Common stock (277.4 million and 253.1 million shares issued, respectively, and 272.3 million and 242.0 million shares outstanding, respectively)
35 
32 
 
 
Capital surplus
1,369 
1,229 
 
 
Retained earnings
2,973 
3,025 
 
 
Accumulated other comprehensive loss
(1,321)
(1,422)
 
 
Total shareholders' equity including cost of treasury shares
3,056 
2,866 
 
 
Less cost of treasury shares
230 
500 
 
 
Total shareholders' equity
2,826 
2,366 
3,507 
2,649 
Total liabilities and shareholders' equity
$ 18,940 
$ 20,031 
 
 
Consolidated Balance Sheets (Parenthetical) (USD $)
Share data in Millions, except Per Share data
Jan. 2, 2010
Jan. 3, 2009
Shareholders' equity
 
 
Series A cumulative convertible preferred stock , Dividend rate
$ 2.08 
$ 2.08 
Series B convertible preferred dividend stock, Dividend rate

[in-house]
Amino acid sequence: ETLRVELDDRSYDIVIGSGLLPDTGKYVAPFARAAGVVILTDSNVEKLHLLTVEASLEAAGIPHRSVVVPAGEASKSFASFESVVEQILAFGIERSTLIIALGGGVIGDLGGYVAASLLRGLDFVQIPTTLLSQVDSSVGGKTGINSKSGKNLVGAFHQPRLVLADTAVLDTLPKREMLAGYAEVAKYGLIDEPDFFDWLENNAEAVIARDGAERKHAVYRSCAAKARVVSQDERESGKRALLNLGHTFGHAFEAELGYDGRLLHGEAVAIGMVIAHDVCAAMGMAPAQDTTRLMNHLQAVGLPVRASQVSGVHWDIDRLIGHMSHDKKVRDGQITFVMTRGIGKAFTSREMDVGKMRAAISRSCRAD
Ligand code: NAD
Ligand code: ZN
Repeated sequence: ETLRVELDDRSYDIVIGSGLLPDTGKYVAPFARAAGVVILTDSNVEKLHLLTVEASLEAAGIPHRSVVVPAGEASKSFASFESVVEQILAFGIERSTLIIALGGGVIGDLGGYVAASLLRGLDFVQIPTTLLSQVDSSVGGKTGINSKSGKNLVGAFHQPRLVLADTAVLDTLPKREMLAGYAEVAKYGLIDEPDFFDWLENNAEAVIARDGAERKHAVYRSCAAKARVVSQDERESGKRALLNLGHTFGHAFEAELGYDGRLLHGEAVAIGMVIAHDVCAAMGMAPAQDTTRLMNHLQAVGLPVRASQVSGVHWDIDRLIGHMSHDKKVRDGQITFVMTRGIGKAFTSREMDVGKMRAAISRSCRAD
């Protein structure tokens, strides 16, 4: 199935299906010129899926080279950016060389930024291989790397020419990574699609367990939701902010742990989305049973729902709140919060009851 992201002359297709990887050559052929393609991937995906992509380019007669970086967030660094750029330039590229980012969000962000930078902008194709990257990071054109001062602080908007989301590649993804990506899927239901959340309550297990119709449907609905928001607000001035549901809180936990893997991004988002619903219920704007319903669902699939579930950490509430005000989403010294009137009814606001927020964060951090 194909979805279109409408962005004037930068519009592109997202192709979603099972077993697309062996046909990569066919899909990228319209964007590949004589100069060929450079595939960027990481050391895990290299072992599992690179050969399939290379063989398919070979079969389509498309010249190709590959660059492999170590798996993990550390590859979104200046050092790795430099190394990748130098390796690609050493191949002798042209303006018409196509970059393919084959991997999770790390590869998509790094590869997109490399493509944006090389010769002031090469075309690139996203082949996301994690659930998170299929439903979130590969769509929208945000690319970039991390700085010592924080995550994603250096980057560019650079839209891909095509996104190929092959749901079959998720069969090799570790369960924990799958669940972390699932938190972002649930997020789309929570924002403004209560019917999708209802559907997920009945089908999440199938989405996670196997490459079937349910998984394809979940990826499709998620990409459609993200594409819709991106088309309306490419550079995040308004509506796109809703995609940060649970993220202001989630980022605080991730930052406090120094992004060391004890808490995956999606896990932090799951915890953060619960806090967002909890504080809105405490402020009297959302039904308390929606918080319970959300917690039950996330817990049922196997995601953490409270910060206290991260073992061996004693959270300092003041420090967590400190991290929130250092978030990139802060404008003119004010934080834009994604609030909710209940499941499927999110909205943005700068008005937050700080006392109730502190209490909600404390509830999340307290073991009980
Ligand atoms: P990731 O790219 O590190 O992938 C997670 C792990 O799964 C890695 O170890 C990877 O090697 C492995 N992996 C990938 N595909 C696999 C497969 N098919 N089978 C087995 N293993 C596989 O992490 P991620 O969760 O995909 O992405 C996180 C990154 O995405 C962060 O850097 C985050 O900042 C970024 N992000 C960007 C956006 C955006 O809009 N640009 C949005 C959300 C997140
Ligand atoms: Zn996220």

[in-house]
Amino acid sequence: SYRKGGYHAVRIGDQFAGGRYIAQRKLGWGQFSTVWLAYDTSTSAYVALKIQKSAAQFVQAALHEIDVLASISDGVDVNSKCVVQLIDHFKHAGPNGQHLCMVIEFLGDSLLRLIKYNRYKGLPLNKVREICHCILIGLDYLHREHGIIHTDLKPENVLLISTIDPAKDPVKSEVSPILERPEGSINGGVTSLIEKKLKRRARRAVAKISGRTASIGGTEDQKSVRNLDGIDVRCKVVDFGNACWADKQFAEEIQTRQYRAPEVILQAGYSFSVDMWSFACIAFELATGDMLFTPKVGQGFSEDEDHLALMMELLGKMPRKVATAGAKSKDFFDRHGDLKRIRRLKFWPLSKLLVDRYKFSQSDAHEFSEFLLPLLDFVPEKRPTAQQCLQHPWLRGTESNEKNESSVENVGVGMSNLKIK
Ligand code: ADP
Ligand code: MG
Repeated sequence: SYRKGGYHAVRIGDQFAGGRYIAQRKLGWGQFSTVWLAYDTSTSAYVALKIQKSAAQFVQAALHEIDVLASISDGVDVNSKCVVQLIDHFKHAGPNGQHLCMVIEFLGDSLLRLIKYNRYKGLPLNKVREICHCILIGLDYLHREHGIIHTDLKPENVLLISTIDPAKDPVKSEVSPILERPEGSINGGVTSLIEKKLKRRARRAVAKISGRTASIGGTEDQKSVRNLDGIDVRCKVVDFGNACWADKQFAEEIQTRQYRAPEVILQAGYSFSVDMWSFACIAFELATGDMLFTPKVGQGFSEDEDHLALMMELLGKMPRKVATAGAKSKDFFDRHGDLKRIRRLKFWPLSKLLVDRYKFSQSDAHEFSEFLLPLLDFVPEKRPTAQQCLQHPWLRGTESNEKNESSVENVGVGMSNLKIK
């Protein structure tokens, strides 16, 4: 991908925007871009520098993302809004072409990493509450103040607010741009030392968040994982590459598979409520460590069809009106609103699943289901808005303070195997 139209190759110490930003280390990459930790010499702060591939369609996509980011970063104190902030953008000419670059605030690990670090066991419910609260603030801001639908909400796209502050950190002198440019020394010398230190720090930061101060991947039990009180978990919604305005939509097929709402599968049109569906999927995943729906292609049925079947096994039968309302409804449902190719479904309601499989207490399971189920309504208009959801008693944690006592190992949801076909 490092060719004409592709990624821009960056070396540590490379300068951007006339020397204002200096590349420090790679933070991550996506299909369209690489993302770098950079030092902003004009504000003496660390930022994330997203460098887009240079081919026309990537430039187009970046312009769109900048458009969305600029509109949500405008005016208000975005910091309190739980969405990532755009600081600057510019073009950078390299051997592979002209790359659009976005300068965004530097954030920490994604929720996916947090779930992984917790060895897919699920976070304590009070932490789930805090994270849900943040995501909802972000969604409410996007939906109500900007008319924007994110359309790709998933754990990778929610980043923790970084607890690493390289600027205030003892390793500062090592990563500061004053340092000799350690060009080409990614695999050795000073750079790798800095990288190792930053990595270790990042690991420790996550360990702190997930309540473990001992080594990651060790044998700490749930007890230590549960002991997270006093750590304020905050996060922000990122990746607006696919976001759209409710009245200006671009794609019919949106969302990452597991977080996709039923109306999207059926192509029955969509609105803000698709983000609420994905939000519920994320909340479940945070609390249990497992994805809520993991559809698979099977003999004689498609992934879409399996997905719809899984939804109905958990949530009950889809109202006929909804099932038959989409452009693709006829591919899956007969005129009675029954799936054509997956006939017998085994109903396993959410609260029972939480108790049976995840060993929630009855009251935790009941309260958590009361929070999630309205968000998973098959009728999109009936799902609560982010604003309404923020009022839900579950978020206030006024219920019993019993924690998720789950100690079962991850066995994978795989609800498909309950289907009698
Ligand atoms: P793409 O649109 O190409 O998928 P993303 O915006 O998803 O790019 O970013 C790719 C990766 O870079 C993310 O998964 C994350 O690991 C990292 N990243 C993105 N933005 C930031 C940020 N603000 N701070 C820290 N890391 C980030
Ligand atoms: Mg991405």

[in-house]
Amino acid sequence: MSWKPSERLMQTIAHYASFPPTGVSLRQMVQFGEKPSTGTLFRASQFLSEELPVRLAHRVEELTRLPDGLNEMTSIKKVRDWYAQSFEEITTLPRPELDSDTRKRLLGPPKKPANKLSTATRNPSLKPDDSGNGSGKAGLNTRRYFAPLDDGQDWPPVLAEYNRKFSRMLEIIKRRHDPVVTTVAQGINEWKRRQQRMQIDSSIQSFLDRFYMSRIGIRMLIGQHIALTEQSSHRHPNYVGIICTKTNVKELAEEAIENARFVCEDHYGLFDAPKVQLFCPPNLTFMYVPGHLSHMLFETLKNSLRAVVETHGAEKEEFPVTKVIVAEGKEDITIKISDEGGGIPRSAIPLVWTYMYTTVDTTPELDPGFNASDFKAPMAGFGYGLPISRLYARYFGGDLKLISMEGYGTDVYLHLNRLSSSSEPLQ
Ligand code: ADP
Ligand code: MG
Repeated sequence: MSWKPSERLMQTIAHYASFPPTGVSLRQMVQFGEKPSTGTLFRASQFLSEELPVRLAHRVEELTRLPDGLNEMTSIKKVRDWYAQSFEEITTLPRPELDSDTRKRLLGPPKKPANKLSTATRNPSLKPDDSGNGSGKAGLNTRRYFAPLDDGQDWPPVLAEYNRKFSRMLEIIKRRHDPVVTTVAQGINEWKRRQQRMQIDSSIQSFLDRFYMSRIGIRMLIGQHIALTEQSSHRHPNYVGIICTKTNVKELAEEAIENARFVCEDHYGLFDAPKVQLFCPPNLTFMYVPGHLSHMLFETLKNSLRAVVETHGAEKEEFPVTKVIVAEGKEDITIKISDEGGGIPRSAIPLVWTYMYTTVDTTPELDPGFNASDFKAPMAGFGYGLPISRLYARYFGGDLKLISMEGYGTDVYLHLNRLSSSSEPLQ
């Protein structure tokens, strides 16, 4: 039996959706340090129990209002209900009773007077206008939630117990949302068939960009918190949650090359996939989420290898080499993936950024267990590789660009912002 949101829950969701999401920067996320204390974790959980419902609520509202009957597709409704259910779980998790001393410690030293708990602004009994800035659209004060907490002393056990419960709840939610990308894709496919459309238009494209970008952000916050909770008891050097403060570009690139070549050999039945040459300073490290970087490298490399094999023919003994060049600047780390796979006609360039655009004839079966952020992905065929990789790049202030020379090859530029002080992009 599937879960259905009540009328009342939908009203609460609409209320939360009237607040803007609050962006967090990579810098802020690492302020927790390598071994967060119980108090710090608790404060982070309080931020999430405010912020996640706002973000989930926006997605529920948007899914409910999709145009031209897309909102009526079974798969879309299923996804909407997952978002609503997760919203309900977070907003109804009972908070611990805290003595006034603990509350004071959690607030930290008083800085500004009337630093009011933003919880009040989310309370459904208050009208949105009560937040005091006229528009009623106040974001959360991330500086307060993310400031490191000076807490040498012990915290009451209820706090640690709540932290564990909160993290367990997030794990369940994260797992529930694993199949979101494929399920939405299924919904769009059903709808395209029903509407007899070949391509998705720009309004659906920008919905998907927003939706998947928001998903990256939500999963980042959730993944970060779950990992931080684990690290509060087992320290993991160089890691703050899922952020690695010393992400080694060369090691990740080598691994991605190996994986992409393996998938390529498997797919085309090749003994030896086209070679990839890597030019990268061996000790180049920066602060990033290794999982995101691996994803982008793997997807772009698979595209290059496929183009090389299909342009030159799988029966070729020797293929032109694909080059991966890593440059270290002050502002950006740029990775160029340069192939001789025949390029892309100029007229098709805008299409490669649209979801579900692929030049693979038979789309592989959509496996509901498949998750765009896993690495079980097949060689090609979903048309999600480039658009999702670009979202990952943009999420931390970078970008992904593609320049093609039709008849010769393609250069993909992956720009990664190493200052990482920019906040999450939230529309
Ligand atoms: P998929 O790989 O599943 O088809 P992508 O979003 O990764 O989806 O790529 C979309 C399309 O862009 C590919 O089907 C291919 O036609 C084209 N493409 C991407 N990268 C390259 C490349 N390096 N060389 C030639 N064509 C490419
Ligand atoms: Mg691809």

1.40 
1.40 
Consolidated
 
 
Shareholders' equity
 
 
Common stock, shares issued
277.4 
253.1 
Common stock, shares outstanding
272.3 
242.0 
Statements of Shareholders Equity (USD $)
In Millions
Consolidated | Common Stock
Consolidated | Capital Surplus
Consolidated | Treasury Stock
Consolidated | Retained Earnings
Consolidated | Accumulated Other Comprehensive Loss
Consolidated | Series A, $2.08 Preferred stock
Consolidated | Series B, $1.40 Preferred stock
Consolidated
12/31/2006 - 12/29/2007
 
 
 
 
 
 
 
 
Balance
$ 26 
$ 1,786 
$ (4,740)
$ 6,211 
$ (644)
$ 4 
$ 6 
$ 2,649 
Net income (loss)
 
 
 
917 
 
 
 
917 
Other comprehensive income:
 
 
 
 
 
 
 
 
Foreign currency translation adjustment
 
 
 
 
57 
 
 
57 
Deferred gains (losses) on hedge contracts
 
 
 
 
53 
 
 
53 
Pension adjustments
 
 
 
 
96 
 
 
96 
Reclassification adjustments
 
 
 
 
38 
 
 
38 
Reclassification due to sale of Fluid & Power
 
 
 
 
 
 
 
 
Pension curtailment
 
 
 
 
 
 
 
 
Total other comprehensive income
 
 
 
 
 
 
 
1,161 
Impact of adoption of new accounting standards
 
 
 
(11)
 
 
 
(11)
Retirement of treasury shares
(10)
(770)
4,911 
(4,123)
 
(2)
(6)
Stock split issued in the form of a stock dividend